Post Politics: Insurance Industry, Fox Feud, More
Wednesday, October 14, 2009; 11:00 AM
Washington Post White House reporter Scott Wilson discusses the latest news about the Obama administration, Congress and more.
Scott Wilson: Good morning, everyone. The president and his national security team are meeting at this moment on Afghanistan policy, the White House and the insurance industry have ended their tenuous partnership for reform, and other odds and ends are out there. I'll get to your questions.
White House war on Fox: Maybe the wrong place to post this, but just wanted to say that I support the White House taking on Fox. I'm a liberal, not pleased with the White House's actions (or lack thereof) on a number of issues, BUT Fox News is a joke. You can't and shouldn't engage with idiots.
And let's not pretend that the "news" on Fox is really fair or principled -- their biases are clear from the early morning all the way through Hannity, Beck and O'Reilly. Furthermore, Fox ain't winning a key demographic that everyone seems to ignore -- the under 30s. We're not impressed, we never will be. My dearest hope is that they go out of business in 15 years when all the old rich white dudes who have time to watch are no longer around.
Scott Wilson: You're not alone in your opinion, certainly, but there's some question surrounding the wisdom of the White House so sharply criticizing the most-watched cable channel. Content of its critique aside - and there are certainly different views about Fox news out there - do you all think the White House should call out Fox or just attempt to work with them as best as possible? (In my opinion, fyi, Major Garrett, one of Fox's White House correspondents, is a first-rate journalist - clear-eyed, objective, well-informed and tough. So I do think there's a distinction at times to be made between the correspondents and the talk-show hosts on the channel.)
college kid: This may be old news, but I'm just curious - why is everyone (including the White House) so surprised that the insurance industry has turned on health care reform? These guys are soulless snakes, have been and always will be. The press, the Dem politicos, etc. really thought they were committed participants in all of this? Have you seen some of the heartbreaking stories in this paper and others about denied coverage? Insurance companies have never been the good guys. I'm 23, but come on, I'm less naive than y'all have been.
Scott Wilson: Only because they had been working together, I think, and also because insurance companies stand to gain millions of customers under some of the reform ideas in play in Congress.
Dunn Loring, Va.: As we approach the ten month anniversary of this administration, what would you identify as the toughest question/issue that a Washington Post White House reporter has pressed this administration on? What is the biggest story that a Post White House reporter has broken about this administration?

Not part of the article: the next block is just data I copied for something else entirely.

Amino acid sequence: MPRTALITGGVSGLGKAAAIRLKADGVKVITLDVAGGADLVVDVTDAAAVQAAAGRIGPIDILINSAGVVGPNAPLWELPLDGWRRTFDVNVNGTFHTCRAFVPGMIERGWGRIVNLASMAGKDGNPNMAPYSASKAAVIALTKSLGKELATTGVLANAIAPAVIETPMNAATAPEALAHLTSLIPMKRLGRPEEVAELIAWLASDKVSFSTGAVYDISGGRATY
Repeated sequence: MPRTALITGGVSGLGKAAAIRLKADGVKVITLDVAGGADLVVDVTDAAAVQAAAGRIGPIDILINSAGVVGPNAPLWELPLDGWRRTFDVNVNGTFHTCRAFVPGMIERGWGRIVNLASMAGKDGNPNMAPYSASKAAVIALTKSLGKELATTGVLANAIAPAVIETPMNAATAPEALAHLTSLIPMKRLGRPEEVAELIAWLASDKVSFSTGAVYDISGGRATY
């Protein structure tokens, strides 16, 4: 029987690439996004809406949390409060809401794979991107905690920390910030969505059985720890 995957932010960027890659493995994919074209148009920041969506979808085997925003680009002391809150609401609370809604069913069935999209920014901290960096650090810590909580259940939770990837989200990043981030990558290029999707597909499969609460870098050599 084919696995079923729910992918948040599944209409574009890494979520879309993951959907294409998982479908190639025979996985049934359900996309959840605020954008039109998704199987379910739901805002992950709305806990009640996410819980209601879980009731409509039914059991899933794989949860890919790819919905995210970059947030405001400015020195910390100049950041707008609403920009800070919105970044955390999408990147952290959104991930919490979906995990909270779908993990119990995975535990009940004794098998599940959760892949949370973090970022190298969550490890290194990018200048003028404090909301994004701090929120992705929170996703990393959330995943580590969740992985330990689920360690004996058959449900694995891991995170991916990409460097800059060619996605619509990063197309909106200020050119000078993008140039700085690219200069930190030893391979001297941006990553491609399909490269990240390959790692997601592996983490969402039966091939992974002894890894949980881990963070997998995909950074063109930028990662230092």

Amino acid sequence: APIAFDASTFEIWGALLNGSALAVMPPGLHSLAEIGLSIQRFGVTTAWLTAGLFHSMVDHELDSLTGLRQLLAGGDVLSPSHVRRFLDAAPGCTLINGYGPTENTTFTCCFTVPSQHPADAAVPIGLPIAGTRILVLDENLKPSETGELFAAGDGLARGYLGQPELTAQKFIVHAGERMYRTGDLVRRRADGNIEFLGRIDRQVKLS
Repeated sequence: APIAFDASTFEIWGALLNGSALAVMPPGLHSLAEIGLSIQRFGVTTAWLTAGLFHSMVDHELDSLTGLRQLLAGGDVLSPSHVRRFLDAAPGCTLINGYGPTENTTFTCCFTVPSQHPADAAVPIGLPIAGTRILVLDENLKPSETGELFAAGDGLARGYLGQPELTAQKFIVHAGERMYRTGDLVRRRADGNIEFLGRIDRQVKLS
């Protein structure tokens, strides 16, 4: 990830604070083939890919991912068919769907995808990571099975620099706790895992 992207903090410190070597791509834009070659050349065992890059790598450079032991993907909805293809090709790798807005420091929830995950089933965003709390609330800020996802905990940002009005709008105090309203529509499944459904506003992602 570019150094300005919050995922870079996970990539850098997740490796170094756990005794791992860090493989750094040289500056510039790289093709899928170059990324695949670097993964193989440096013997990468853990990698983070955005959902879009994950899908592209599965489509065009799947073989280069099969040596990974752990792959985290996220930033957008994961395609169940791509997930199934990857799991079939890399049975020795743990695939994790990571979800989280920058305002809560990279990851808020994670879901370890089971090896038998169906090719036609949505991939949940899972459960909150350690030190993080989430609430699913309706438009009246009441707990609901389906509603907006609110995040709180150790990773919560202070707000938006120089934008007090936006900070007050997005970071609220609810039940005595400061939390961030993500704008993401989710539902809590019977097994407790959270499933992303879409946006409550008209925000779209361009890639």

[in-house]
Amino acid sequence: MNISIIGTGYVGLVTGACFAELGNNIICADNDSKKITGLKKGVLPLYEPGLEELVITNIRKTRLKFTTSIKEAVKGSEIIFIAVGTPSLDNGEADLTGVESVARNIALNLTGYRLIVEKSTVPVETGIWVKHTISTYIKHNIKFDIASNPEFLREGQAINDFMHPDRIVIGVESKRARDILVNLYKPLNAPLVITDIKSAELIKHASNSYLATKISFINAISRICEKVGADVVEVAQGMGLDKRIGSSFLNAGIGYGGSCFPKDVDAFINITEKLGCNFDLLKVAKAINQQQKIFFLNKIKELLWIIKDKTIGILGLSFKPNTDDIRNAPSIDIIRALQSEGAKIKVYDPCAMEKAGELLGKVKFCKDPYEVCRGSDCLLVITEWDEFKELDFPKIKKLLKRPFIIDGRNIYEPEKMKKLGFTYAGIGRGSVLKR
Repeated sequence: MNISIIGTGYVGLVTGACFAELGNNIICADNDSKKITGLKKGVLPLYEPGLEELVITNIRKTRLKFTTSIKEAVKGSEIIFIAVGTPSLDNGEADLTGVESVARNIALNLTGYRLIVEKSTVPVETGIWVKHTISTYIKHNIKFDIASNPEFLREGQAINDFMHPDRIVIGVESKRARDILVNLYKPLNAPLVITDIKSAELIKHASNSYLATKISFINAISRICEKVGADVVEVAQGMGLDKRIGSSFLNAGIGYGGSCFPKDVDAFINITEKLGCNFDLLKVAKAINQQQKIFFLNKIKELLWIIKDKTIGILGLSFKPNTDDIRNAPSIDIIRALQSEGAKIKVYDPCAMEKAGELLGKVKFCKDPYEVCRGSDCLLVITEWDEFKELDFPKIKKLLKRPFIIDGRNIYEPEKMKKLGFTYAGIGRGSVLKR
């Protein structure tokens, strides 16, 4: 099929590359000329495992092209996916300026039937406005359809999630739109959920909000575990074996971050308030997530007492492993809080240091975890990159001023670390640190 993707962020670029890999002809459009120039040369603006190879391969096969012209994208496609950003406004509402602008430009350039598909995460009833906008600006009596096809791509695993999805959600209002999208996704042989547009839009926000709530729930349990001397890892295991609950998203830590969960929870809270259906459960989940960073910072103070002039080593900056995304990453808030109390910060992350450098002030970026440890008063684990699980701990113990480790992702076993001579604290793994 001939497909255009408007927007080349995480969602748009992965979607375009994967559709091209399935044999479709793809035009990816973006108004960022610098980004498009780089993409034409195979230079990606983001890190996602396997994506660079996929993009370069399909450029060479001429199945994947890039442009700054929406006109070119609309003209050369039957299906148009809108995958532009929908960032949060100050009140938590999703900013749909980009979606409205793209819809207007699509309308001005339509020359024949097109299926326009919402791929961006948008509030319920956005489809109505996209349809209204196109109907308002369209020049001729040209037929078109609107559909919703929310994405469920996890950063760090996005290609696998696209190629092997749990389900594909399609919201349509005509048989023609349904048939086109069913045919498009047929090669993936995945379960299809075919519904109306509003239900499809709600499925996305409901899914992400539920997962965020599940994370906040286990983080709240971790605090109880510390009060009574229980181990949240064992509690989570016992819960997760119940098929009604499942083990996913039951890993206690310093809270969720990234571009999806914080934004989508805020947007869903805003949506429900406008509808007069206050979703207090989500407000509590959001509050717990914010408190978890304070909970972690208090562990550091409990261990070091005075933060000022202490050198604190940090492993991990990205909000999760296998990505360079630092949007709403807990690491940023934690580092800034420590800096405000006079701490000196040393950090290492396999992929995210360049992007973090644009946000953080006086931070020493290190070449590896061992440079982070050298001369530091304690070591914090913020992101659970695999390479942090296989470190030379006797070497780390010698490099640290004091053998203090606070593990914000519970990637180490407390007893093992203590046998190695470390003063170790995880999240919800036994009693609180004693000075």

Scott Wilson: I think some of our best work has been on the administration's Afghan policy, on its ties to Wall Street and how that shapes policy, and on the challenges it faces in closing Guantanamo and managing the fallout from some of its decisions to end torture in interrogation (and its adherence to other Bush-era policies there was reason to believe Obama would change.) I've played only a small role in a lot of this, but have admired much of it.
Bethesda: John McCain has been awfully quiet lately. Is that just because he's worried about a conservative primary challenge back home?
Scott Wilson: He's been pretty vocal in the Afghanistan debate, hitting the Sunday shows regularly and taking the lead speaking for GOP senators after last week's meeting on the subject at the White House. So not sure I entirely agree.
McLean: Right now there are three major federal issues facing the LGBT communities. Marriage is the one where the least is likely to happen. Public support is growing, but is far from majority, and the key issues are going to be at the state level.
Employment discrimination is the one where prospects seem most favorable. Public opinion is friendly and ENDA passed the House in 2007. Its passage seems just a matter of legislative scheduling.
The politics of Don't Ask, Don't Tell seem much murkier. Public opinion is increasingly friendly to repeal (though there's still a solid core of opposition among conservatives) and there seems plenty of support in Congress. But DADT repeal still seems stalled. What's going on? Is it just opposition within the Pentagon? The Obama administration has been reluctant to take on the career military on anything. And when can we expect a vote on ENDA?